China now has more super rich than Japan: survey
HONG KONG |
HONG KONG (Reuters) - China now has more super rich than Japan, mostly entrepreneurs benefiting from the country's surging economic growth, according to an annual survey by Merrill Lynch and Capgemini published on Thursday.
Japan is still home to 56 percent of high net worth individuals in the Asia-Pacific region, or 1.5 million Japanese with US$1 million or more in investible assets excluding their primary residence. China, however, has more than 6,000 ultra high net worth individuals, with at least US$30 million in investible assets, compared with around 5,300 in Japan.
India and Vietnam are also seeing a fast expanding pool of wealthy residents. Like China, they saw the number of millionaires increase by more than 20 percent last year, according to this year's Asia-Pacific Wealth Report.
The region's 2.8 million high net worth individuals account for nearly a third of the world's millionaire population.
Weak equity markets this year, aggravated by the widening global financial crisis this month, are depressing investment portfolios, although wealthy investors in the Asia-Pacific in the past 12 months have reduced their exposure to equities and real estate in favor of cash deposits and fixed-income securities.
"Looking forward, high net worth individuals (in the Asia-Pacific) are likely to reduce their investments in their domestic markets and focus more on faster growth markets with higher returns such as Latin America and Eastern Europe," Stephen Corry, Asia-Pacific investment strategist at Merrill Lynch Global Wealth Management, told a press conference.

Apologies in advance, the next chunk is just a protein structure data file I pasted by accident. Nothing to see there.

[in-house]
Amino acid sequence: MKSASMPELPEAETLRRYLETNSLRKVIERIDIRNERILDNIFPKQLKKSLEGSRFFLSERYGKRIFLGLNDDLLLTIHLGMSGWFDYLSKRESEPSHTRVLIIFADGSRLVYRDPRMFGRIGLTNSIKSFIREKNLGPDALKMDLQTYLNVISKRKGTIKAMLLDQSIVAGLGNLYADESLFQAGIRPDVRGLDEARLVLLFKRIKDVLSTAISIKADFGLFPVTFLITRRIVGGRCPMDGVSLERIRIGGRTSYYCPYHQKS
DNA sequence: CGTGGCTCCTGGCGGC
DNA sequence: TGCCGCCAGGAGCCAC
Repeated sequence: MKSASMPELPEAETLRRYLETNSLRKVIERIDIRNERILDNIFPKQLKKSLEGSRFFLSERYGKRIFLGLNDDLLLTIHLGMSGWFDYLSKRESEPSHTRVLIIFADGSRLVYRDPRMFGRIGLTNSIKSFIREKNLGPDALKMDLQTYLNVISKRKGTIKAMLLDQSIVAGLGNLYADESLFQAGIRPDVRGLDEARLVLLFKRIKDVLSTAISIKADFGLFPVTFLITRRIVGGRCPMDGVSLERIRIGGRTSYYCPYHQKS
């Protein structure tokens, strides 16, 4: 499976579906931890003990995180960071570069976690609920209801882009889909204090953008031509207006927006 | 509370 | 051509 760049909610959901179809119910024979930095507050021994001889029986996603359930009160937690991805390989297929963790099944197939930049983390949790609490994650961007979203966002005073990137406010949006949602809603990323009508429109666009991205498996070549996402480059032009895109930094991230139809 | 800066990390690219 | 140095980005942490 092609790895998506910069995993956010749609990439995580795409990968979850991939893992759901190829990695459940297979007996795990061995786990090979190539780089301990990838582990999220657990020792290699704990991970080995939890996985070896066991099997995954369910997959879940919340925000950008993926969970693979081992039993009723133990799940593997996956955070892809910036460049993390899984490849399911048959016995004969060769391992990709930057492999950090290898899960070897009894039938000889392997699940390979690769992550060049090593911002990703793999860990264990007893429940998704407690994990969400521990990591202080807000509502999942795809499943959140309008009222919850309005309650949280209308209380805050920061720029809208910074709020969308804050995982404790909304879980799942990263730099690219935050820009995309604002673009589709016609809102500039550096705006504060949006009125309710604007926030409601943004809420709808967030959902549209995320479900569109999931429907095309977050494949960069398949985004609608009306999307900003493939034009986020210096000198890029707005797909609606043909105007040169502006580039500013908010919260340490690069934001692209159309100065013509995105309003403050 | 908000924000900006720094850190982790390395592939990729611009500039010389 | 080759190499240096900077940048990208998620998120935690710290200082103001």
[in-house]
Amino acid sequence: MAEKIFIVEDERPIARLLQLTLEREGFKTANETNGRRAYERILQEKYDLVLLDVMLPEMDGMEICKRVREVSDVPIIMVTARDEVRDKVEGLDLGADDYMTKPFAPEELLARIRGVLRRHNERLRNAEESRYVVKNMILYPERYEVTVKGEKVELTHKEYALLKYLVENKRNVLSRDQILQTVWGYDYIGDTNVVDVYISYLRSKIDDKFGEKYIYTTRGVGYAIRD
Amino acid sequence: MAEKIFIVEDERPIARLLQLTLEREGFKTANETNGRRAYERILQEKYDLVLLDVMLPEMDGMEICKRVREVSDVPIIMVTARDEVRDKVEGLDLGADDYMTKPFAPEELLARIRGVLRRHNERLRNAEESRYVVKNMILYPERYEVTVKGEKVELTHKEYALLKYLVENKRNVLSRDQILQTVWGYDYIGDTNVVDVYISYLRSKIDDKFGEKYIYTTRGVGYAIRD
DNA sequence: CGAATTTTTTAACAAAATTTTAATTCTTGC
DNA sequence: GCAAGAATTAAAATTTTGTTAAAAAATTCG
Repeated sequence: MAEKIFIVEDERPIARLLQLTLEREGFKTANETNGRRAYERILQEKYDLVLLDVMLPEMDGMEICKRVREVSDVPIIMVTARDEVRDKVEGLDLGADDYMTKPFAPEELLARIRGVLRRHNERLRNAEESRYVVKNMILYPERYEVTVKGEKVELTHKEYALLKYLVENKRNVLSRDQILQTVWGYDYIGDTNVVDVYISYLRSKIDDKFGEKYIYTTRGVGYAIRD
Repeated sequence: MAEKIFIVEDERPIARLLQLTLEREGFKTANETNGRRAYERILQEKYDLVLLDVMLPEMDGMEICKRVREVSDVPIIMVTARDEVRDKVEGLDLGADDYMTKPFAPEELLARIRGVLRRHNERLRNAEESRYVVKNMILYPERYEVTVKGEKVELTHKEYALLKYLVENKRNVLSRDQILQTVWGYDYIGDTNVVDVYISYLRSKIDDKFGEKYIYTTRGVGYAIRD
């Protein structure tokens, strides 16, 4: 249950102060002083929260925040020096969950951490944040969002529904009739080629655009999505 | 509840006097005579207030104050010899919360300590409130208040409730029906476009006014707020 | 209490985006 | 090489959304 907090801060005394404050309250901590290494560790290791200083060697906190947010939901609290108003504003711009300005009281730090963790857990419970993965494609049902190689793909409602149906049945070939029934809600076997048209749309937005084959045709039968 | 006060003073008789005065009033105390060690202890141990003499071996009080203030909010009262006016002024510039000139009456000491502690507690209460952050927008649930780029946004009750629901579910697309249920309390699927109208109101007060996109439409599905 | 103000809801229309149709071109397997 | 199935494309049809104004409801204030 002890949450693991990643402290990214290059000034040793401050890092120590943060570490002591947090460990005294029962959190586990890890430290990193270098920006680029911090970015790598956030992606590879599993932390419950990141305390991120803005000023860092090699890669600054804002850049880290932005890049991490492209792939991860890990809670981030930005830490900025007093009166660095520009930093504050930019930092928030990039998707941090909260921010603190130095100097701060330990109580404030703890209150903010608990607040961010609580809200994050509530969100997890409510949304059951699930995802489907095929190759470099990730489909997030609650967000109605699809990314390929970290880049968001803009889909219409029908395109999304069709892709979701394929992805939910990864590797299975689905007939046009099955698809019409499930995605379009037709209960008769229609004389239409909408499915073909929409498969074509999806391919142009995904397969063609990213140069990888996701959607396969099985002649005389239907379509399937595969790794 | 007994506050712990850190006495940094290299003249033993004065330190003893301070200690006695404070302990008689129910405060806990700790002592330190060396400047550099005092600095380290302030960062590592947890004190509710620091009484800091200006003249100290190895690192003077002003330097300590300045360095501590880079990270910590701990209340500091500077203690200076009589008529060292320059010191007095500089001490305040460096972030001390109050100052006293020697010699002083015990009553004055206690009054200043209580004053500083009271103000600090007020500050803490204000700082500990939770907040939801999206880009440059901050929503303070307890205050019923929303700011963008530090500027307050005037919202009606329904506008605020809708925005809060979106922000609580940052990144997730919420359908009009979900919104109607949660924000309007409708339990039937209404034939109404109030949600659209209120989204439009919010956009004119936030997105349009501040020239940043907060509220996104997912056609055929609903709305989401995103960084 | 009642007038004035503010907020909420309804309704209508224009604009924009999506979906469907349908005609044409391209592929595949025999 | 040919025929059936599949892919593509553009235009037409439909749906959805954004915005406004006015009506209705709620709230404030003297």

Financial markets are likely to remain volatile, however. Corry said it would take coordinated central bank action to restore confidence in markets, such as an interest rate cut by the European Central Bank although a Eurozone rate cut does not look forthcoming.
However, Asia's still solid economic growth should continue to boost the number of high net worth individuals by 8 percent this year and for each of the next four years. By 2012 their wealth should reach US$13.9 trillion, up from US$9.5 trillion in 2007, the survey predicted.
Japan's millionaires have mostly inherited wealth, making them far more risk-averse than the rich in emerging economies like China and Vietnam, who tend to be first-generation wealthy and far more willing to take chances with their money, Capgemini said.
Hong Kong's 95,000 millionaires, led by a clutch of property tycoons, have the highest average net worth in the region at U$5.4 million, compared with a global average of US$4 million.
(Reporting by Susan Fenton, editing by Jonathan Hopfner)
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